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CO538 Anonymous Questions and Answers Keyword Index

This page provides a keyword index to questions and answers. Clicking on a keyword will take you to a page containing all questions and answers for that keyword, grouped by year.

To submit a question, use the anonymous questions page. You may find the keyword index and/or top-level index useful for locating past questions and answers.

Keyword reference for keyboard-input


Question 64 (2003):

Am I correct in thinking the command line to run the program would be along the lines of (assuming `data.txt' is the data going in):

    data.txt | q6


Answer 64:

Not quite, see the answer to Question 52 (2000). What you probably meant for the above was:

    raptor$ cat data.txt | ./q6

Keywords: q6 , keyboard-input

Question 19 (2003):

Is there something special that we need to do to get what we press on our keyboards to register in occam as my program isn't picking up any keyboard inputs, yet by my reckoning it should be. It works for the `a3.occ' file tho ?


Answer 19:

If you have a correctly programmed monitor process, there should be no problem with the keyboard. When you type keys into occam programs, they are not echo'd back to the screen unless you explicitly program this -- so it appears you are typing blind. Might this be the problem ?

If things ought to be happening, but aren't, double-check the `monitor' programming. Also check that it is wired up correctly -- i.e. with the keyboard channel.

Keywords: keyboard-input , q4


Question 52 (2000):

I assume that q6 is supposed to read the file (nn_small.txt etc.). I have answered the question, but it still takes input from the keyboard.

It will collate all of the marks typed in using the correct standard - but to display the results I cannot just type enter, I must type a non-numeric character twice (e.g. "f f") before the results will be displayed. I am hoping this is a problem that will be fixed by the reading of the file, but I can't be sure until I can read the file.

Also, the comments added to the code make it sound like the output should be placed in a file rather than on the screen. Is this the case (and have we covered how to do this?) or is printing the results to the screen acceptable?

Answer 52:

You do not have to do anything in your occam code for this question to take input from a file or output to a file.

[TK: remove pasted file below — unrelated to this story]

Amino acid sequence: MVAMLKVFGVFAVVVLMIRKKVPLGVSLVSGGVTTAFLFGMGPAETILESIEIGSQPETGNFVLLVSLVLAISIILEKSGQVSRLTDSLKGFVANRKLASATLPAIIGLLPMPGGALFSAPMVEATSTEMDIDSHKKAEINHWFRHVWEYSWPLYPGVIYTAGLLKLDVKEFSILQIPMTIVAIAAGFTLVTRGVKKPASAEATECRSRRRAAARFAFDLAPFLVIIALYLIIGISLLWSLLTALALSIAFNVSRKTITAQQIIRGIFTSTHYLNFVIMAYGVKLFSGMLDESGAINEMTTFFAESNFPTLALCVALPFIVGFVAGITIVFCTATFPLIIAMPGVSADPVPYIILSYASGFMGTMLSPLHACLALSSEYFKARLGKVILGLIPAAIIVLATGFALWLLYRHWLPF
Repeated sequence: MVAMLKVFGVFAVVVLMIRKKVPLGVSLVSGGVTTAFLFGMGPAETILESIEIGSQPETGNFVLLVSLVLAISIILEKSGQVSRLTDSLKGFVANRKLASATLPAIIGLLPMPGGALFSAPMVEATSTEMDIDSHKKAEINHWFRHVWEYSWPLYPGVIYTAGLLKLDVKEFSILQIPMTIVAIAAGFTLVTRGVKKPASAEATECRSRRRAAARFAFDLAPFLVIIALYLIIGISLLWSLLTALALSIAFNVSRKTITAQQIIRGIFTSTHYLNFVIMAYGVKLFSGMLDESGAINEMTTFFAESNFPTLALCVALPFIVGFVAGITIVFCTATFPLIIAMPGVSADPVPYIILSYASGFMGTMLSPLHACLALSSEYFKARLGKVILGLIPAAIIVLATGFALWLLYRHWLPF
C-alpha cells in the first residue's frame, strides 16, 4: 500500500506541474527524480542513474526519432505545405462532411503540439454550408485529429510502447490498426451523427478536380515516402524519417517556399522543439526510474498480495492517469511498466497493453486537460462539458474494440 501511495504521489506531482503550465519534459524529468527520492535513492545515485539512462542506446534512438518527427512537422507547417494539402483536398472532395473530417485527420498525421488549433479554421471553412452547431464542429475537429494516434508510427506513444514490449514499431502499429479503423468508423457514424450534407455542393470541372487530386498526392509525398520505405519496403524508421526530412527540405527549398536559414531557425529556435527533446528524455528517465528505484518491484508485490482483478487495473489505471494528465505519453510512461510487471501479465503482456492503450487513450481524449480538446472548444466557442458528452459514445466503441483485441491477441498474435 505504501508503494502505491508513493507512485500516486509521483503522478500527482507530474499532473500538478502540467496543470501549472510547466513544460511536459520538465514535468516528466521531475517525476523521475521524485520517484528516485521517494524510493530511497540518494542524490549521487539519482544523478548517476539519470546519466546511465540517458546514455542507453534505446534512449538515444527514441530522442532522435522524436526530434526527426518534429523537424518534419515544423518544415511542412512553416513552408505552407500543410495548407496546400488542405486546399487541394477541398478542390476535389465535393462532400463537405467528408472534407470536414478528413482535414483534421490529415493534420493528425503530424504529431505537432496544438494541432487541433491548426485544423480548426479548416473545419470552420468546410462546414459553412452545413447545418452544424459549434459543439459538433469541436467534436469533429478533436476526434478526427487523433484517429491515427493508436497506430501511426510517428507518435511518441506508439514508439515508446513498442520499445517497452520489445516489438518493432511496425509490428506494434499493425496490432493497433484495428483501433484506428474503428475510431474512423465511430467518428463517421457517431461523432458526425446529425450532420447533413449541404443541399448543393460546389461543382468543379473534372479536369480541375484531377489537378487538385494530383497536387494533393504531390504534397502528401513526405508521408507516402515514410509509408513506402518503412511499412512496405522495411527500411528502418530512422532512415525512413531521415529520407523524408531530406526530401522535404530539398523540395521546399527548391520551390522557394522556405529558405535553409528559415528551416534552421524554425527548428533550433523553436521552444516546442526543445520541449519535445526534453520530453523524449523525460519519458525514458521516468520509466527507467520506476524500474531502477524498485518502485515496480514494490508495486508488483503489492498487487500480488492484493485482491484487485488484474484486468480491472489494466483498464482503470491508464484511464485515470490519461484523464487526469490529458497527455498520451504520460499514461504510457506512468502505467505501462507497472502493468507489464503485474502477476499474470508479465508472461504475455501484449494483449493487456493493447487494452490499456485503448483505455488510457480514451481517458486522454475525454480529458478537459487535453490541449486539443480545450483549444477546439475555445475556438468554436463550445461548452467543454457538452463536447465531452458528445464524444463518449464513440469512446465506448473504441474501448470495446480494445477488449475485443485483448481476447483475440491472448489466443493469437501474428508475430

Your occam executable, q6, is a Unix process (in the KRoC implementations for Solaris and Linux). A Unix process takes text input from its standard input device and produces text output on its standard output device. By default, these devices are, respectively, your terminal keyboard and screen.

However, Unix allows you to specify that standard input is to be taken from a file and/or that standard output should be written to a file. To do this, we use re-direction operators - for example:

  raptor$ q6 < nn_data.txt

will run your q6 process and take standard input from the file nn_data.txt. KRoC maps Unix standard input to the compulsory keyboard input channel (the first parameter to your PROC q6). The starter code given in q6.occ reads from that channel - so all is done.

If you want to save the output in a file, don't change your program - just run:

  raptor$ q6 < nn_data.txt > results.txt

KRoC maps Unix standard output to the compulsory screen output channel (the second parameter to your PROC q6). The above command redirects that standard output to the named file.

[Note: KRoC does, of course, have a full library for file handling - but this is not included in the course library (course.lib) and is not part of the examinable course. Anyone wanting to find out more, please mail me.]

Running q6 interactively is a bit painful! What you type is not being echoed to the screen - so you won't see it. To begin with, you will see the NAME/MARK table headings that are output during initialisation of the display process. But, then, you won't see anything until you have typed in all your test data and indicated its end. For data coming from a file, the end is simply the end-of-file. For data coming from the keyboard, you indicate the end by typing the ASCII end-of-transmission character - which is CTL-D. Note that this should be typed in a legal position - i.e. following a name and mark pair - and may need a further carriage-return character to get it delivered to your occam process.

The anonymous questioner found an alternative way to end the data, which was to type in illegal data (e.g. "f f") - a name followed by something other than a mark. If that happens, the read.data process is programmed to abandon processing input and issue the poison signal (i.e. just as if the end-of-transmission or end-of-file was reached). This is documented in the description of read.data in your q6.occ file.

Redirecting standard input/output is a standard Unix capability (that you should know).

Keywords: q6 , keyboard-input

Referrers: Question 64 (2003) , Question 55 (2000)

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Last modified Mon May 20 13:50:27 2013
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